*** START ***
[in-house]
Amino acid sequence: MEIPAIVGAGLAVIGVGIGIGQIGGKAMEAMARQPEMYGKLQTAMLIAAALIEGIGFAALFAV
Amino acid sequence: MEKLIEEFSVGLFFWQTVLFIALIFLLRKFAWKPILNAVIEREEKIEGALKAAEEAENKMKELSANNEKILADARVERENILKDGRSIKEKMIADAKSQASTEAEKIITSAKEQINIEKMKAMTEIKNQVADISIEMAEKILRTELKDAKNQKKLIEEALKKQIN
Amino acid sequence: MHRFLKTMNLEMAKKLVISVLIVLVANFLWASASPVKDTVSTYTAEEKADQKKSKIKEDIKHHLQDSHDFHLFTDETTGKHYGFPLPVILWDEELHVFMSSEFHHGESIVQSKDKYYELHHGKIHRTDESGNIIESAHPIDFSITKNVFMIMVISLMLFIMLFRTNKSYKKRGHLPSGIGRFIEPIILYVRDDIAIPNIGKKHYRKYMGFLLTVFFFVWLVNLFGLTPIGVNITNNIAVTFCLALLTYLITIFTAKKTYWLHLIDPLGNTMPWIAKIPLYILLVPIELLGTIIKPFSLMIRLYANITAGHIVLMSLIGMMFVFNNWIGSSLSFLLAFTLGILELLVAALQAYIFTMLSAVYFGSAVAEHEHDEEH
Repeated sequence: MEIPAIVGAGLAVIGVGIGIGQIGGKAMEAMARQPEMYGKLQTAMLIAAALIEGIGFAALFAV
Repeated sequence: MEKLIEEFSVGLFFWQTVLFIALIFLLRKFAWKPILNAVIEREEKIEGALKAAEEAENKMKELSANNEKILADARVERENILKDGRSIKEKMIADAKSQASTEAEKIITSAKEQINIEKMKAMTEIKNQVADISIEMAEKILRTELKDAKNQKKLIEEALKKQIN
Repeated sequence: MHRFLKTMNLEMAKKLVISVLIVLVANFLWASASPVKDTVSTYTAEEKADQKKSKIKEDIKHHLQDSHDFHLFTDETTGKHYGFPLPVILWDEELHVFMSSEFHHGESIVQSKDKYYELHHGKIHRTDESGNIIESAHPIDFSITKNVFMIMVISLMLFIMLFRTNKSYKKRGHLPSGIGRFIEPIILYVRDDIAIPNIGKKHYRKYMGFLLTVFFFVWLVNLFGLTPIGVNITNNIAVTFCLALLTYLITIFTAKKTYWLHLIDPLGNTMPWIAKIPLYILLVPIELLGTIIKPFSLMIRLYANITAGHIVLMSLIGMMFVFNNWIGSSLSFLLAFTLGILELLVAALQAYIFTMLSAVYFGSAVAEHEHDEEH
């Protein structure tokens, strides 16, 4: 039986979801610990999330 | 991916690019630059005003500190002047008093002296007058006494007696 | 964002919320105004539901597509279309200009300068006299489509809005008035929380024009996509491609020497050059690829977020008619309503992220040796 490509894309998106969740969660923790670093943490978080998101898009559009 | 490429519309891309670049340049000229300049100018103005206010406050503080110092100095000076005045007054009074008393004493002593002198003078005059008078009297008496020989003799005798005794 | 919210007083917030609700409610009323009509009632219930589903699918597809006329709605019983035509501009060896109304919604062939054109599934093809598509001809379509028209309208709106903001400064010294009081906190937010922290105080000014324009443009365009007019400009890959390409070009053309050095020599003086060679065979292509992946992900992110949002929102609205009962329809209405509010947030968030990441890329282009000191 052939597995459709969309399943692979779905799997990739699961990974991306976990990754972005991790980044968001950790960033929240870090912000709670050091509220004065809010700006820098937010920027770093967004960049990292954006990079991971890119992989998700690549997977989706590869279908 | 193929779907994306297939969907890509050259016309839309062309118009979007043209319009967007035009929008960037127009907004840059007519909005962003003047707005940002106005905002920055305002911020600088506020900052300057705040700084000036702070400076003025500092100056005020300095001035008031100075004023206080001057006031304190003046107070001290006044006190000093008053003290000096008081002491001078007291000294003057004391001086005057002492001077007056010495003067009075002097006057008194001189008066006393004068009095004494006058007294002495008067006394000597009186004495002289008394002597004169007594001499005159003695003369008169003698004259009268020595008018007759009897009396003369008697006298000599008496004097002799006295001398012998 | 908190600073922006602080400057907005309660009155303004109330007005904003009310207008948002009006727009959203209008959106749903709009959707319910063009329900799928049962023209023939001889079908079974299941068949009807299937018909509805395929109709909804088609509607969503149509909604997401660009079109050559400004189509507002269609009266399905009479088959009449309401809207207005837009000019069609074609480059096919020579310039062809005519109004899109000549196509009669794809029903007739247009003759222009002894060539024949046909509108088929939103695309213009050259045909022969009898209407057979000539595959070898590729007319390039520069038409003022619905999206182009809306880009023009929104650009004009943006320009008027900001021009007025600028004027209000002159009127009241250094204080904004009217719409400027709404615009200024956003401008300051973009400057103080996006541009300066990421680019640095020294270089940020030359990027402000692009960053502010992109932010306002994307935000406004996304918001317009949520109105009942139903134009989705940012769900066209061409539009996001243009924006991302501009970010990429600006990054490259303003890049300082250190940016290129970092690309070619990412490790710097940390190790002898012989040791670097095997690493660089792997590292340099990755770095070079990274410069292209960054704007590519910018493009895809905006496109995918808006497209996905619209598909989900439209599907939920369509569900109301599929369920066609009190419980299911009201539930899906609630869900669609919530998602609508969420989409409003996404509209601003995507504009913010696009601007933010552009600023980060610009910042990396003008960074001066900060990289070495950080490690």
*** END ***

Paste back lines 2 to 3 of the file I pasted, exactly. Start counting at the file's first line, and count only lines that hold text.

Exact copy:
Amino acid sequence: MEIPAIVGAGLAVIGVGIGIGQIGGKAMEAMARQPEMYGKLQTAMLIAAALIEGIGFAALFAV
Amino acid sequence: MEKLIEEFSVGLFFWQTVLFIALIFLLRKFAWKPILNAVIEREEKIEGALKAAEEAENKMKELSANNEKILADARVERENILKDGRSIKEKMIADAKSQASTEAEKIITSAKEQINIEKMKAMTEIKNQVADISIEMAEKILRTELKDAKNQKKLIEEALKKQIN